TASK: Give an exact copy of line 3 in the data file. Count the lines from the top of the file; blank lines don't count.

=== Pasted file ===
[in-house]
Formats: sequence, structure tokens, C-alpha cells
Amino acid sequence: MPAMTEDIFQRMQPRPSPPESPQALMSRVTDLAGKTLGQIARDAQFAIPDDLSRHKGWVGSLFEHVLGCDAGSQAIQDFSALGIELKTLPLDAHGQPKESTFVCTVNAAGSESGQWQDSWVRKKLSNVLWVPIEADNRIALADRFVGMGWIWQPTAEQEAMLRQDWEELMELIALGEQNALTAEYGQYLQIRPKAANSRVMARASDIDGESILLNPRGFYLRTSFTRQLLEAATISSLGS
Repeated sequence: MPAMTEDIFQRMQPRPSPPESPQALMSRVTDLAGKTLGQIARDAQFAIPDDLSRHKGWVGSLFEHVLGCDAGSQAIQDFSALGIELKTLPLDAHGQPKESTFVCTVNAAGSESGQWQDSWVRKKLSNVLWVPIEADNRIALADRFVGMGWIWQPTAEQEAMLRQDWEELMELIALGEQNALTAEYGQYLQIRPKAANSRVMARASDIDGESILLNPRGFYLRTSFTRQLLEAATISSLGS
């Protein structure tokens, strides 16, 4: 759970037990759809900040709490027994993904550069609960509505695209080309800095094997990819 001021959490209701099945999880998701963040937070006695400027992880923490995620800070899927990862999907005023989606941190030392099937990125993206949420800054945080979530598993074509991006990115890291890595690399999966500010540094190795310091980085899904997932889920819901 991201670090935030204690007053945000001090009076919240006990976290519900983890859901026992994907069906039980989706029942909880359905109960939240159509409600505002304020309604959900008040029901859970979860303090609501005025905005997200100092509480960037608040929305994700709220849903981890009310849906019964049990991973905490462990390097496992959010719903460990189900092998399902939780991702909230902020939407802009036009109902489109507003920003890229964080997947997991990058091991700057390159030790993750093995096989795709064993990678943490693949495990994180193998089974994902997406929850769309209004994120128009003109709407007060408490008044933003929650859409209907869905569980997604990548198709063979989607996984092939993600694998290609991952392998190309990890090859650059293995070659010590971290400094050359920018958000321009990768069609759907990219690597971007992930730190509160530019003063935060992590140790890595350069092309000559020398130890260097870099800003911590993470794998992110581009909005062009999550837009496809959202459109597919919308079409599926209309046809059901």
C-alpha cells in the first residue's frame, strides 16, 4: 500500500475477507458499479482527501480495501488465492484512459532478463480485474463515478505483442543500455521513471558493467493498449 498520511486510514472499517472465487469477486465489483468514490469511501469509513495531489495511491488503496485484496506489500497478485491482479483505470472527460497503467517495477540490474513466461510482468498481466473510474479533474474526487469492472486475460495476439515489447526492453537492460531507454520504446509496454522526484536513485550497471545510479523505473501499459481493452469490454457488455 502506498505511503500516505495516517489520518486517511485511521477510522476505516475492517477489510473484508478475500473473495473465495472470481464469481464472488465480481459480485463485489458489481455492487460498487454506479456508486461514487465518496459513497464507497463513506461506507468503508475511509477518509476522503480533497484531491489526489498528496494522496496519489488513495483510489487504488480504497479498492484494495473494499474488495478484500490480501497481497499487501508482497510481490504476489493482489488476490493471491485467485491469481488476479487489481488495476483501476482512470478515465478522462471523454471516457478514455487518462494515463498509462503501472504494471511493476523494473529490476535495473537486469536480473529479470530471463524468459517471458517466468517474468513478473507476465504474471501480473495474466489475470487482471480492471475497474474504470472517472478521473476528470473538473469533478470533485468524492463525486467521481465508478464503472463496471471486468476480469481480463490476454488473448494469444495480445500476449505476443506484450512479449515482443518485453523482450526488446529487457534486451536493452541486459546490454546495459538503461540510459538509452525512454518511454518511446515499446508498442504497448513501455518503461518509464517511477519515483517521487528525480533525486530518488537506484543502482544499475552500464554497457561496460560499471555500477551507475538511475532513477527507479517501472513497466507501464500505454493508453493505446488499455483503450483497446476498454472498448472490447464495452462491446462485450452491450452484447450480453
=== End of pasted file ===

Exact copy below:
Amino acid sequence: MPAMTEDIFQRMQPRPSPPESPQALMSRVTDLAGKTLGQIARDAQFAIPDDLSRHKGWVGSLFEHVLGCDAGSQAIQDFSALGIELKTLPLDAHGQPKESTFVCTVNAAGSESGQWQDSWVRKKLSNVLWVPIEADNRIALADRFVGMGWIWQPTAEQEAMLRQDWEELMELIALGEQNALTAEYGQYLQIRPKAANSRVMARASDIDGESILLNPRGFYLRTSFTRQLLEAATISSLGS